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NGO to train farmers from EA countries on cage farming

NATIONAL
By Mireri Junior | June 19th 2021

The Lake Victoria Fisheries Organisation (LVFO) deputy executive secretary Anthony Munyaho addresses trainers of trainers (ToTs) during the conclusion of their training in a Homa Bay hotel. [James Omoro, Standard]

An East African Community organisation will train farmers from four countries on sustainable cage farming to boost diminishing fish supply from Lake Victoria.

Lake Victoria Fisheries Organisation (LVFO) has rolled out the programme which will see farmers from Kenya, Uganda, Tanzania and Burundi on the best cage farming practices.

 LVFO, a Jinja-based organisation, on Thursday, June 17 trained four trainers of trainers (ToTs) from each country before rolling out the programme.

Each of the four ToTs is expected to train a minimum of 10 trainers in their country who will train farmers to implement the practices.

The four-day training conducted in Homa Bay town was presided over by the LVFO Deputy Executive Secretary Anthony Munyaho, Kenya Fisheries Service Assistant Director Christine Etiegni, Tanzania’s Director of Aquaculture in the Ministry of Fisheries Nazael Madalla, Uganda’s Assistant Commissioner in charge of Aquaculture Alio Andrew and Burundi’s Directorate of Livestock in the Ministry of Agriculture Desire Irutimana.

Munyaho said their objective is to promote cage farming in a manner that is sustainable.

He said the human population in East African community member states had increased and outweighed the quantity of fish produced from Lake Victoria and other water bodies.

Population growth

The population growth has culminated in more demand for fish than the supply.

The population growth has culminated in more demand for fish than the supply.

Munyaho said cage farming is the only way to address the fish shortage in East Africa.

 “Lake Victoria has been the main source of fish in East Africa but the wild fish alone can no longer serve our growing population. This means we have to invest in sustainable cage fish farming,” said Munyaho.

Fish farming should be done in a manner that keeps Lake Victoria and other water bodies free from pollution.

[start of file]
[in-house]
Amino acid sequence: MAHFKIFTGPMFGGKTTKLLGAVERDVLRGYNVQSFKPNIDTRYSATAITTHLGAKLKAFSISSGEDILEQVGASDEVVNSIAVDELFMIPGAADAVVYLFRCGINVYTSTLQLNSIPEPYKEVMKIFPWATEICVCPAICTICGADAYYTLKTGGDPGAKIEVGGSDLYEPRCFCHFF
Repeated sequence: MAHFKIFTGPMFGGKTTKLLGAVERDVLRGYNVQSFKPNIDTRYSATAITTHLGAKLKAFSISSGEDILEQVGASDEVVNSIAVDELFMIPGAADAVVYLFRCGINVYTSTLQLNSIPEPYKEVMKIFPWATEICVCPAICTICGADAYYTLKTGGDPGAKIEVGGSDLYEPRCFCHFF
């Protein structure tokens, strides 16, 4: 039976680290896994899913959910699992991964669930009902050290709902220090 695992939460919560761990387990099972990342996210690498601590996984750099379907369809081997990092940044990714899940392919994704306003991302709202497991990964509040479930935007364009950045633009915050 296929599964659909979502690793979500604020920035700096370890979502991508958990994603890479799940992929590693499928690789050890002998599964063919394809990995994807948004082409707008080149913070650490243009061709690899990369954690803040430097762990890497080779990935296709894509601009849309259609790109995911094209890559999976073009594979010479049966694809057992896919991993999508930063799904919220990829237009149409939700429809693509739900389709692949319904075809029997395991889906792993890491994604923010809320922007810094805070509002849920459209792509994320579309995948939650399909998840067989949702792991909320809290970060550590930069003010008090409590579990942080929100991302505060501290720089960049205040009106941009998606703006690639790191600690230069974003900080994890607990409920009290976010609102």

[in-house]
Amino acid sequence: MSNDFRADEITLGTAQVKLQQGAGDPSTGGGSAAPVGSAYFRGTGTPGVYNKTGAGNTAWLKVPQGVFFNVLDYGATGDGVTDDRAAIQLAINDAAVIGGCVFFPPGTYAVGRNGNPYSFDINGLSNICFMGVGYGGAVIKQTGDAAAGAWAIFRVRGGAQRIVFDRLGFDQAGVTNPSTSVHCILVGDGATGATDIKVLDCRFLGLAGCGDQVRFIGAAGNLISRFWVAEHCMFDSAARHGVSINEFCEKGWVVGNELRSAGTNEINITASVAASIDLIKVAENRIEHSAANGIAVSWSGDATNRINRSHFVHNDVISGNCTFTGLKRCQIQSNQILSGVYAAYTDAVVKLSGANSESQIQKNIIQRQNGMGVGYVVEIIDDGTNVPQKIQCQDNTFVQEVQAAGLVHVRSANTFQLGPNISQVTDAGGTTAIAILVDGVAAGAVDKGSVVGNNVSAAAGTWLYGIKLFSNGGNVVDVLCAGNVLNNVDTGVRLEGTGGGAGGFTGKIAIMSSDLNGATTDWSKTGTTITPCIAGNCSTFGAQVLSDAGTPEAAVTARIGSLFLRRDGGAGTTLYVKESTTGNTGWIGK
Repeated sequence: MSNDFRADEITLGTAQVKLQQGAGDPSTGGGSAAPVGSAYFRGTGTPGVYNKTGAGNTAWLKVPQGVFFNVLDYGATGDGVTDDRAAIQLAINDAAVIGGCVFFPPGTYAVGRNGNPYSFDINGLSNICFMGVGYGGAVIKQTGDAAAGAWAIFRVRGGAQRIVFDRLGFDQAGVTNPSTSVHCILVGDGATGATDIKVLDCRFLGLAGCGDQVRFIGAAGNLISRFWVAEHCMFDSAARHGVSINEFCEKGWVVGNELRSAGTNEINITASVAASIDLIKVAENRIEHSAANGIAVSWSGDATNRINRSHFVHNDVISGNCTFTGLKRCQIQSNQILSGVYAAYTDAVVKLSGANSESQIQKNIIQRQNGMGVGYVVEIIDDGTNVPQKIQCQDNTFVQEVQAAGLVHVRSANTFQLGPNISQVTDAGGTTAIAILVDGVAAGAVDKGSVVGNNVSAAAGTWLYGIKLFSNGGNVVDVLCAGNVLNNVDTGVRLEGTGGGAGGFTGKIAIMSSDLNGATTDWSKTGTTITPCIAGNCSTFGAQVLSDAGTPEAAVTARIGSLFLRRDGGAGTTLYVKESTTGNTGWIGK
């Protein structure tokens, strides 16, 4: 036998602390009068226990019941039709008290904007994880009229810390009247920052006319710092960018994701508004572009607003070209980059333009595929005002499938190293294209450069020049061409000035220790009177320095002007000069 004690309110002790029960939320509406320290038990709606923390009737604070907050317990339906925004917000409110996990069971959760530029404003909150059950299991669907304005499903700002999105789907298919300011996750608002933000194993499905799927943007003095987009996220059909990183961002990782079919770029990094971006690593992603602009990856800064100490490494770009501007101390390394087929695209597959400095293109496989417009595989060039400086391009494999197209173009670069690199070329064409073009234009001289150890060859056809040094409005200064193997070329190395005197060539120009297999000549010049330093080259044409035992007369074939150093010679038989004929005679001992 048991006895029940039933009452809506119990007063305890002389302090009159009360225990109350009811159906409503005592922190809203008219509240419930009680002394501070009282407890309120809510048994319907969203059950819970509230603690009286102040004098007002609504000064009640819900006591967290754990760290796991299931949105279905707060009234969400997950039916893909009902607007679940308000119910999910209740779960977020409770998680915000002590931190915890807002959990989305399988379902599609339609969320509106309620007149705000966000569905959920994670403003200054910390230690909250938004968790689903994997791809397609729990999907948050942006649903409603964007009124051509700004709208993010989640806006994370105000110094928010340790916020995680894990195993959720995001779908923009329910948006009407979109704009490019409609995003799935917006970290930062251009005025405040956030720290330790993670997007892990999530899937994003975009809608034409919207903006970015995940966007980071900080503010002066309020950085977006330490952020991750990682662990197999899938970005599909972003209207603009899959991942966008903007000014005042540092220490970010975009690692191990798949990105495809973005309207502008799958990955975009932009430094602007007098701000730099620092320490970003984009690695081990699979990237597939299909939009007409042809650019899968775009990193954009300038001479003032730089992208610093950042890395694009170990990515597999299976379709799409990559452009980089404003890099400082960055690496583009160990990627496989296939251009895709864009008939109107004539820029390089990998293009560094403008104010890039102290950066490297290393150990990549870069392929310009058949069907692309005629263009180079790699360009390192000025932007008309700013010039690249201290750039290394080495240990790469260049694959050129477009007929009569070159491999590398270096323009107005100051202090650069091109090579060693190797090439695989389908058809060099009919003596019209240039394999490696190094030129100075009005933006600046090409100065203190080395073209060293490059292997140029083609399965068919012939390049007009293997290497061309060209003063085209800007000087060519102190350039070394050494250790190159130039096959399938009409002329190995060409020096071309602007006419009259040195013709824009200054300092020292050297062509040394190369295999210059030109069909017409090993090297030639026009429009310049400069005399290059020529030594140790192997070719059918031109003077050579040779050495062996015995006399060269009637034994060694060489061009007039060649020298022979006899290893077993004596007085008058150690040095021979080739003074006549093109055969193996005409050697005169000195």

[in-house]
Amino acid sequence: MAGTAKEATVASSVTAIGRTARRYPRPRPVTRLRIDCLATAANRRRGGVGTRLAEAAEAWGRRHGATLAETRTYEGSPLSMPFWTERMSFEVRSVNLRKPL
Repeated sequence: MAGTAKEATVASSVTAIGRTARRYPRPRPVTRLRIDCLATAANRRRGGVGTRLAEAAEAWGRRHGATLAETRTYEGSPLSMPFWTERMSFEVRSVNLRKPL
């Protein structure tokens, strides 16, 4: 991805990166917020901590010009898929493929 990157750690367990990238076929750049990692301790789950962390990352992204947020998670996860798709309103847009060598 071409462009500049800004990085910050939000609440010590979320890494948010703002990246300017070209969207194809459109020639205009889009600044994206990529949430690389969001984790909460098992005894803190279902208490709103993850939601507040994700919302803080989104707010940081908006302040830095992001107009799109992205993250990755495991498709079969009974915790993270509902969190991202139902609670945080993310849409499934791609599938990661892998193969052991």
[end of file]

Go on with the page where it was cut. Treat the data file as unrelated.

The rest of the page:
“One of the key areas is the use of suitable fish feeds which cannot cause pollution in the lake,” he added.

Ms Etiegni said Kenya has 5300 cages in her Lake Victoria.

She said her department is implementing the requisite regulations for protecting Lake Victoria from harmful practices which may endanger its ecosystem.

“We also have to protect fish breeding areas which have been demarcated in Lake Vitoria. We are implementing cage fish farming regulations to prevent conflict in the lake,” said Etiegni.

Madalla said his government is improving cage fish farming from the current 500 cages.

Challenges

He said the Tanzanian government is ready to set aside some seed money for promoting cage fish farming in Lake Victoria.

“We are removing VAT on fish feeds to make imports affordable to farmers. We are educating cage fish farmers to embrace the practice in Lake Victoria,” said Madalla.

Andrew said they are supporting their local feed producers to encourage farming in their country.

“The most expensive aspect of cage fish farming is buying feeds. Over 80 per cent of our feeds are imported but we supporting local feed producers to reduce expenses involved in cage fish farming,” said Andrew.

Irutimana said the training will equip farmers in his country with knowledge on cage fish farming.

“We have less than 10 cages but the training will enable us to know how to undertake the farming in Lake Tanganyika,” said Irutimana.

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